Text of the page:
“Amongst those who never failed on these occasions to put in an appearance in Portland from Fredonia was Bro. Moore, a tailor, who surely is held in remembrance by many now living.” (James F. Moore was a tailor who opened his shop at 2 West Main Street in December 1835. He relocated in Portland by 1845 and was still there at the time of the 1850 Census with his wife, Emily, sons Wesley [of course] and Fletcher and daughter Mary.)  “It was a bleak, cold, stormy day when the congregation met in Portland church for Quarterly Meeting. Love feast precedes the public service when members are supposed to report progress in the divine life. Usually the doors are closed during this service in order to maintain quiet. On this Sabbath morning Rev. Baker had ordered the doors closed but Simon Burton, who was stationed at the East door through which men entered the church (in those days men and women were not permitted to occupy the same pews), was not very obedient in keeping the door closed on account of the stress of weather. This did not please Bro. Baker and he peremptorily ordered the doors to be kept closed.

“Bro. Simon Burton went to his seat, but mild mannered a man as he was, he showed that the way he had been ordered by the Parson did not please him. Soon a team from Fredonia arrived, and Bro. Moore was one of the passengers. Now Bro. Moore had not for years missed a love feast in Portland and to go on without him was to play Hamlet without its star actor.

“So a brother in the church who did not properly revere the powers that be, opened the door for the benighted (I beg pardon, belated) Fredonians who had driven eight miles through storm and wind. Had Bro. Baker not been a preacher, one would have supposed by the way he ordered that rebellious brother not to open that door again that he was a trifle out of good humor. After love feast closed there was an intermission of half an hour before preaching, and Rev. Baker lost no time in collaring the brother who opened the door, and informed him that any more disobedience on his part would not be tolerated. The erring brother was not a rival of Moses in meekness and he talked back, I regret to record, in a way that did not please the parson. To make matters still more unpleasant others joined in, excusing the act under the circumstances and that did not in the least soothe the parson. After the sermon, the audience was thunder struck to hear Rev. Baker allude to the morning scenes and he closed his remarks by saying that those who did not wish to abide by the rules of the church had better quietly withdraw and not sow the seeds of disorder and dissension. Bro. Baker in turn was thunder struck when the recalcitrant brother arose and said: ‘Please remove my name from the church paper Bro. Baker.’”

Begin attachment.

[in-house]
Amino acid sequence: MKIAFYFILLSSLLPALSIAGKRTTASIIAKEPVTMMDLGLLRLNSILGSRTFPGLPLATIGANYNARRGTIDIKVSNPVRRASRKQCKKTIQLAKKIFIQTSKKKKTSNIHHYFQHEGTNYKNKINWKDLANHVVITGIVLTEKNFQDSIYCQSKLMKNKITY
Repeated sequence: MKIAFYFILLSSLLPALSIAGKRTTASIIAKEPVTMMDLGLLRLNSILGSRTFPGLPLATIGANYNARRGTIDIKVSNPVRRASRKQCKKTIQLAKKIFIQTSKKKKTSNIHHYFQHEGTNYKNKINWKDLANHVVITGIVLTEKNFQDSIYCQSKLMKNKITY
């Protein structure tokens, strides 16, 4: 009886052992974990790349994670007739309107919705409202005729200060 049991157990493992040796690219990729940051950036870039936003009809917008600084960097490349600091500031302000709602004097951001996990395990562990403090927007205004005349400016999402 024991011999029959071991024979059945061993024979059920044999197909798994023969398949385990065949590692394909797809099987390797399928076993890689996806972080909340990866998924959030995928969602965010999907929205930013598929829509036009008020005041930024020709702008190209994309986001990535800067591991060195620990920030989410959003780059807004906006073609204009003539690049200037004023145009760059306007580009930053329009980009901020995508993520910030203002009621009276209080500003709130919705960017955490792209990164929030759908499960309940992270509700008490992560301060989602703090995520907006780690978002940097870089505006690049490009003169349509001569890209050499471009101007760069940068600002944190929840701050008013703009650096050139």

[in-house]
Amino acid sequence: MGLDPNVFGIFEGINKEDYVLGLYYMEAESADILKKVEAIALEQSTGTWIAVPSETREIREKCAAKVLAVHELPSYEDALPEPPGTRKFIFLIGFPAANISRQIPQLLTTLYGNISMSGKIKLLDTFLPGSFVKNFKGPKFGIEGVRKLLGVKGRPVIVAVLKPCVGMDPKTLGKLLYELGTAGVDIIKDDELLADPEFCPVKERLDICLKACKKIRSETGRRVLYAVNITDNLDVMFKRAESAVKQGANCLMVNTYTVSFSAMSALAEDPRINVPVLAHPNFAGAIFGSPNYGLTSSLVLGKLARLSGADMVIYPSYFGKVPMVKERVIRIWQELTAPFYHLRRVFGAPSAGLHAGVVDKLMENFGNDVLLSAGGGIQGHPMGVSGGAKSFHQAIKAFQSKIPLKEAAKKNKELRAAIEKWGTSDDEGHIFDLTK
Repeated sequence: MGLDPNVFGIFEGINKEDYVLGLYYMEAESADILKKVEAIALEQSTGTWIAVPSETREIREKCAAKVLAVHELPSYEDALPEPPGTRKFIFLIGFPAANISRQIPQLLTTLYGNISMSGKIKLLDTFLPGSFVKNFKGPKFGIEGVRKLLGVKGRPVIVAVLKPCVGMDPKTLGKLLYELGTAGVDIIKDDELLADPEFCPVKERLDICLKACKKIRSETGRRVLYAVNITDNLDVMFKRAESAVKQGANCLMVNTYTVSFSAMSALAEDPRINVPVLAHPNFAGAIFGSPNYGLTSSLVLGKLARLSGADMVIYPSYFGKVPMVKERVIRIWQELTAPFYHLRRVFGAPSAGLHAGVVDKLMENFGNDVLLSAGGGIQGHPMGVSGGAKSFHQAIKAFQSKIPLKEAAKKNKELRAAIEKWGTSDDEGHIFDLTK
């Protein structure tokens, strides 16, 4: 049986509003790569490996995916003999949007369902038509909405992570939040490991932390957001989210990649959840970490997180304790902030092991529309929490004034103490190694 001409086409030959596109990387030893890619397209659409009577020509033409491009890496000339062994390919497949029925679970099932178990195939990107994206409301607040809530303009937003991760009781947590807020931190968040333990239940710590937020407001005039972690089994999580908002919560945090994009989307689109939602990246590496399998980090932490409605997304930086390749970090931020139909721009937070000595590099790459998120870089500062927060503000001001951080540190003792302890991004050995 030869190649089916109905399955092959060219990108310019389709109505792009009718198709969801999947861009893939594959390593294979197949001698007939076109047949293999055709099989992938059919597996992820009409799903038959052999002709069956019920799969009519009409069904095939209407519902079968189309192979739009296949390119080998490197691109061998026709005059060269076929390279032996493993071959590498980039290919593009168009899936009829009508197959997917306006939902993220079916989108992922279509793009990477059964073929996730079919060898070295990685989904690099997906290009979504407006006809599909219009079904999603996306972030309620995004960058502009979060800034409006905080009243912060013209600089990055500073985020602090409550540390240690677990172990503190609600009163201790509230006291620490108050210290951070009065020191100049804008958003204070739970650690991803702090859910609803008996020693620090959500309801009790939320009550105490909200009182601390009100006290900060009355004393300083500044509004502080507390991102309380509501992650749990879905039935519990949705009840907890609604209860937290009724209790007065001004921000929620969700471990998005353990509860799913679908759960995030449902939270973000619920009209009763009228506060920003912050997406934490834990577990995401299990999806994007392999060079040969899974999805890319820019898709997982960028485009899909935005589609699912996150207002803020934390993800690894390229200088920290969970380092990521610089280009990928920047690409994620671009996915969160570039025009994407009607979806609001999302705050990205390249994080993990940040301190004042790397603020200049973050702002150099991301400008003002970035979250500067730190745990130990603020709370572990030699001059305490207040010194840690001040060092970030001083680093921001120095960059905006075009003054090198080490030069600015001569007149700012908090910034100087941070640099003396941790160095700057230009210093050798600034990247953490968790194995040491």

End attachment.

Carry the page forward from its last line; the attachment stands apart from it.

When the Sheridan Methodist Episcopal Church held its Centennial Celebration in March 1909, it included an address by George E. McLaury about what he called the Methodist Church economy and management of fifty and more years ago. The excerpts given here provide another picture of those early times.

“Many good people in these days are looking backwards to the pioneer days of Methodism, and longing for the gracious revivals, the shouts of victory, and the ingathering of the harvest of souls, to be repeated in these our days. They seem to see a halo of brightness surrounding those past events while they sing ‘The old time religion is good enough for me,’ and speak of  ‘their Mother’s Bible,’ as though it contained the latent elements of righteousness sufficient to land them in the celestial kingdom with very little effort on their parts. They do not seem to realize that those were strenuous times, in which a strenuous people fought the battles of life to the finish, and did not compromise with the evil one as to their life here or their expectations as to their future lives.

“Let us examine the rigorous surroundings of those first years of the century and see what they tell us of comparative poverty, hard handed toil in barren fields, and continuous duty on the picket line facing the world, the flesh and the devil.

“First, in regard to the preacher: